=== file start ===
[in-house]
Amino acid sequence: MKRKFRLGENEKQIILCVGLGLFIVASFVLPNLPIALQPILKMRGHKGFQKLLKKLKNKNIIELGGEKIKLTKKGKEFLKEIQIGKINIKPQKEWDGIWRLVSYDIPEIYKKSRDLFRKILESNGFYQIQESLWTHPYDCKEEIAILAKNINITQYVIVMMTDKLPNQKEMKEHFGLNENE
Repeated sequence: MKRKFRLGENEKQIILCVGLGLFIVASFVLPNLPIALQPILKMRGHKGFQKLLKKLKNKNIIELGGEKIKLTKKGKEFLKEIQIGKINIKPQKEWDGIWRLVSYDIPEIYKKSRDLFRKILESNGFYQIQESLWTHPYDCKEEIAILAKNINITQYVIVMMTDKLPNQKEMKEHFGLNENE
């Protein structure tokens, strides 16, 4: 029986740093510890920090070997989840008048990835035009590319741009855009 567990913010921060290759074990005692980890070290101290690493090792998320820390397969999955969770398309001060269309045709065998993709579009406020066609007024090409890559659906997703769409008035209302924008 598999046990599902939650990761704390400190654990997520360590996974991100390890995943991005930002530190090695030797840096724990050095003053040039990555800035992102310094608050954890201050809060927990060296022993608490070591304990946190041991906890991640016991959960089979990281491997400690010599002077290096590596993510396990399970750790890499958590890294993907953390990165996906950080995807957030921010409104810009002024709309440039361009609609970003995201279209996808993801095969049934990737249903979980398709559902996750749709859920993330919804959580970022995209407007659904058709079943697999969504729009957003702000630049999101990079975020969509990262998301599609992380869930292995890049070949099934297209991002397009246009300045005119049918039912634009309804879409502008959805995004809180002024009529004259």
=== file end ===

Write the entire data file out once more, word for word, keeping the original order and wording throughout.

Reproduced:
[in-house]
Amino acid sequence: MKRKFRLGENEKQIILCVGLGLFIVASFVLPNLPIALQPILKMRGHKGFQKLLKKLKNKNIIELGGEKIKLTKKGKEFLKEIQIGKINIKPQKEWDGIWRLVSYDIPEIYKKSRDLFRKILESNGFYQIQESLWTHPYDCKEEIAILAKNINITQYVIVMMTDKLPNQKEMKEHFGLNENE
Repeated sequence: MKRKFRLGENEKQIILCVGLGLFIVASFVLPNLPIALQPILKMRGHKGFQKLLKKLKNKNIIELGGEKIKLTKKGKEFLKEIQIGKINIKPQKEWDGIWRLVSYDIPEIYKKSRDLFRKILESNGFYQIQESLWTHPYDCKEEIAILAKNINITQYVIVMMTDKLPNQKEMKEHFGLNENE
């Protein structure tokens, strides 16, 4: 029986740093510890920090070997989840008048990835035009590319741009855009 567990913010921060290759074990005692980890070290101290690493090792998320820390397969999955969770398309001060269309045709065998993709579009406020066609007024090409890559659906997703769409008035209302924008 598999046990599902939650990761704390400190654990997520360590996974991100390890995943991005930002530190090695030797840096724990050095003053040039990555800035992102310094608050954890201050809060927990060296022993608490070591304990946190041991906890991640016991959960089979990281491997400690010599002077290096590596993510396990399970750790890499958590890294993907953390990165996906950080995807957030921010409104810009002024709309440039361009609609970003995201279209996808993801095969049934990737249903979980398709559902996750749709859920993330919804959580970022995209407007659904058709079943697999969504729009957003702000630049999101990079975020969509990262998301599609992380869930292995890049070949099934297209991002397009246009300045005119049918039912634009309804879409502008959805995004809180002024009529004259």